You’ve chosen the car you want and have negotiated a price you are happy with. You’re ready to drive off the lot, but the dealer is not done with you yet. Before giving you the keys, he may try to talk you into additional products or services—known as add-ons or F&I (finanace and insurance) products—that will add to the price of your car. To protect yourself from unwanted expenses, understand what these add-ons are and make a decision about whether you want them or not before you buy the car.
Add-Ons You May Be Offered
Dealerships don’t make a lot of money on the sale of a car. In fact, most dealerships only have a profit margin of one to two percent on a new car. That means that when a car sells for $25,000, the dealer only nets between $250 and $500. Car dealers make most of their money from the financing, servicing, and the F&I products and selling used cars. Another source of profit for dealers are the products and services they add on to the sale of the car. Examples of these add-ons include:
Rustproofing. Dealers will often try to convince you to pay for a rustproofing service, especially if you live in snowy areas. However, new cars are much less prone to rust than they used to be and in most cases factory rustproofing is all you need.
Fabric protection. You want your new car’s interior to stay clean and fresh-smelling, so you may be tempted by the dealer’s offer of fabric protection. But the dealer will charge you $100 or more to do something you could easily to yourself.
Gap insurance. Gap protection is insurance that covers you when you owe more on your car than it is worth. If you total your car and the amount the insurance company offers you is less than what you owe on your car loan, gap protection will cover the difference. However, it is rare to owe more on your car than it is worth and you will likely never need this protection.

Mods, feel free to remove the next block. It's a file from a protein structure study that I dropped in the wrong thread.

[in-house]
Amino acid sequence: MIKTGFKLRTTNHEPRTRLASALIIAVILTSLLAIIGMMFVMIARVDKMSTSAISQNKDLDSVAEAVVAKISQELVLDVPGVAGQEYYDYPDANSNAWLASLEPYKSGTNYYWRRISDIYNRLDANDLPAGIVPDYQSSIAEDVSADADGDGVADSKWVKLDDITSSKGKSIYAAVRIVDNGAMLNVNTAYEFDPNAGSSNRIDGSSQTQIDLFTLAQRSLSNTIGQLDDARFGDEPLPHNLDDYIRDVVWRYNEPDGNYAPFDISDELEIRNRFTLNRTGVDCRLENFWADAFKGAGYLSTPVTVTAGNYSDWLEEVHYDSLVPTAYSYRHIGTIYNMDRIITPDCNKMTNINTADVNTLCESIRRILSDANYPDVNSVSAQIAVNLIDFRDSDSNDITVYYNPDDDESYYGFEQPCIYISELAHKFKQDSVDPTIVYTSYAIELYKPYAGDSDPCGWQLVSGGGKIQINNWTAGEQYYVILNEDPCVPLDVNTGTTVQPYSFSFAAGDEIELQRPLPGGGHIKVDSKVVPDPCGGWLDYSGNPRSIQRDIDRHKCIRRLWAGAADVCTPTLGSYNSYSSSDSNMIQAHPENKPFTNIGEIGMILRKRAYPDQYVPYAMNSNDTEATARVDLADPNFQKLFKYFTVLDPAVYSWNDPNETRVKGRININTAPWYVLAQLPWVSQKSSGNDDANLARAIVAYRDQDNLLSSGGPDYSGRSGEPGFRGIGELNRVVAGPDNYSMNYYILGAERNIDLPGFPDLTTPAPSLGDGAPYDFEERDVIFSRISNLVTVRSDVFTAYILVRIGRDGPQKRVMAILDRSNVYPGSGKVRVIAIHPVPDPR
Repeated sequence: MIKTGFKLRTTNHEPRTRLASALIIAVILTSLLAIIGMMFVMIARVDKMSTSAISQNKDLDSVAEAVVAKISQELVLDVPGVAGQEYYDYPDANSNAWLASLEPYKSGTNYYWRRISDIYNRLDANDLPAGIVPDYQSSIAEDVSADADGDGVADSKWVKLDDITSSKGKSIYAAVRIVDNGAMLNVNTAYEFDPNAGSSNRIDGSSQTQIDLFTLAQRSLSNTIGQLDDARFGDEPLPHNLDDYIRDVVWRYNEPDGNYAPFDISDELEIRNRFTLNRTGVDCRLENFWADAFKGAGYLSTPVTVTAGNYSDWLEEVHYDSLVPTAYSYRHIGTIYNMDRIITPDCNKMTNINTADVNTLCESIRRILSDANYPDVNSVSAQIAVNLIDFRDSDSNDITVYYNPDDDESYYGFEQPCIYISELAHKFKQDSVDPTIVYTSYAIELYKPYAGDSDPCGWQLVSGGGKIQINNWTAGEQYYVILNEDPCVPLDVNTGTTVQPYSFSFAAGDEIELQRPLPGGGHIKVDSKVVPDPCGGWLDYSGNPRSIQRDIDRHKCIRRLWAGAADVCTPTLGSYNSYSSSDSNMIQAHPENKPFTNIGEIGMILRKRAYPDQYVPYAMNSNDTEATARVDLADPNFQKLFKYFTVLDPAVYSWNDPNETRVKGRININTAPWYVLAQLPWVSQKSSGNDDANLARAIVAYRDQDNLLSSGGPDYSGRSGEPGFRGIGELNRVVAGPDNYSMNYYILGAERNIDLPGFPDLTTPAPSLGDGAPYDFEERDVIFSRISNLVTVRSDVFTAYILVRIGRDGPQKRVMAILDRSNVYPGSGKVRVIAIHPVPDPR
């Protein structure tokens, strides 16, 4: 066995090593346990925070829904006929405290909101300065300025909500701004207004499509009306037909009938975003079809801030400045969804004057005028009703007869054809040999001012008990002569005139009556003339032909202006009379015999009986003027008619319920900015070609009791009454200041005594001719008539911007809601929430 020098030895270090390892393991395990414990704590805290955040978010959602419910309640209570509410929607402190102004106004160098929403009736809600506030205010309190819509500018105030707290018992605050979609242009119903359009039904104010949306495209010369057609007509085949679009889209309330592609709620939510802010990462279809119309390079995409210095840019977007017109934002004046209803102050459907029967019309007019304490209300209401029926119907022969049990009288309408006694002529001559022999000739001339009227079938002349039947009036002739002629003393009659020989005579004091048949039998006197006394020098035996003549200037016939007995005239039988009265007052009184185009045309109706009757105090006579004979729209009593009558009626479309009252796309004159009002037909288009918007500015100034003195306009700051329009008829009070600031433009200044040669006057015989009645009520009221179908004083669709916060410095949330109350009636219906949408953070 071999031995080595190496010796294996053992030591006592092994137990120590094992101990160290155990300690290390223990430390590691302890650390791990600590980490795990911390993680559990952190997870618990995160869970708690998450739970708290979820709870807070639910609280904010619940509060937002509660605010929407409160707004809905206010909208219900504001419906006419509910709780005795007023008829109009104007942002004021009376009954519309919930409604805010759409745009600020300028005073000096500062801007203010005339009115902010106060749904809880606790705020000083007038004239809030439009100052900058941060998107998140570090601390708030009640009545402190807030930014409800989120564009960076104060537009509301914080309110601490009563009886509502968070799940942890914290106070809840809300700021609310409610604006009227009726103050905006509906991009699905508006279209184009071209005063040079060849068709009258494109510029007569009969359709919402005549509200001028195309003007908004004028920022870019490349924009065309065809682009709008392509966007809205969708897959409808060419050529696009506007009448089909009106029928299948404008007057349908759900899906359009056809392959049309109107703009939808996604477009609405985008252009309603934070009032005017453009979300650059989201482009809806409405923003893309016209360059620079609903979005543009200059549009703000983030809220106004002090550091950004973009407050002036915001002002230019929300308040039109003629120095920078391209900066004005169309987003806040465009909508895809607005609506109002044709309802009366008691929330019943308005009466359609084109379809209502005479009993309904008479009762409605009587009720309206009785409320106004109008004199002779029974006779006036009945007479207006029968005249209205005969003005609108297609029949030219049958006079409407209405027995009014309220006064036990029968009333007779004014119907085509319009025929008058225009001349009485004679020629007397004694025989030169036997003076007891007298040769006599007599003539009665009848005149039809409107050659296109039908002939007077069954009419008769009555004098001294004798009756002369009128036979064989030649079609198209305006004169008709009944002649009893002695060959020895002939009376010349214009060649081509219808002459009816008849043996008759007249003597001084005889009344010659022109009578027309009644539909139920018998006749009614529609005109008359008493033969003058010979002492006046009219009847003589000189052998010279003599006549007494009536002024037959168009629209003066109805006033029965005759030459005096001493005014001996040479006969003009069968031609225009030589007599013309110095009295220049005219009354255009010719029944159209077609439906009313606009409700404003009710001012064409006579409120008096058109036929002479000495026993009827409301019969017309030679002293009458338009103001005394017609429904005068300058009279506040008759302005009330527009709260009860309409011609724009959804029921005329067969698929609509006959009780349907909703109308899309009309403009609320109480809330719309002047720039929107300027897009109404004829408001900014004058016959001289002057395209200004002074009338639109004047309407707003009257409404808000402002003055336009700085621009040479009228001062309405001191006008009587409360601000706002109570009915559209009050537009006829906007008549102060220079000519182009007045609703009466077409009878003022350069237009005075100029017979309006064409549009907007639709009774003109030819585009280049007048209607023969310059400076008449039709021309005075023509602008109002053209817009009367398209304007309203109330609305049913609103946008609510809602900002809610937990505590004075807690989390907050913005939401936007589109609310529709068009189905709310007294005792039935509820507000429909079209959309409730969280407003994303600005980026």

Service contract. Also known as an extended warranty, when you buy a service contract you are paying for repair services not covered by the manufacturer’s warranty which you may never need. In most cases, this is a waste of money.
Life insurance and Disability insurance. If you need disability or life insurance contact a company that specializes in these product. If you get this through the dealer it will receive a commission and cost you much more than if you deal directly with an insurance agent.
Look for Hidden Add-Ons
A dealer is perfectly within his rights to offer add-ons with a new car sale. However, if a dealer adds these products to your invoice without your permission, he has committed fraud. Protect yourself by carefully reading the final invoice and demanding that any add-ons you did not approve be removed. The dealer will tell you your monthly payment if you are finacing through them. Make sure this monthly payment does not include the cost of any add ons when you are negotiating about the financing. If you have questions about whether you are the victim of auto fraud, fill out the form on this page and we will let you know.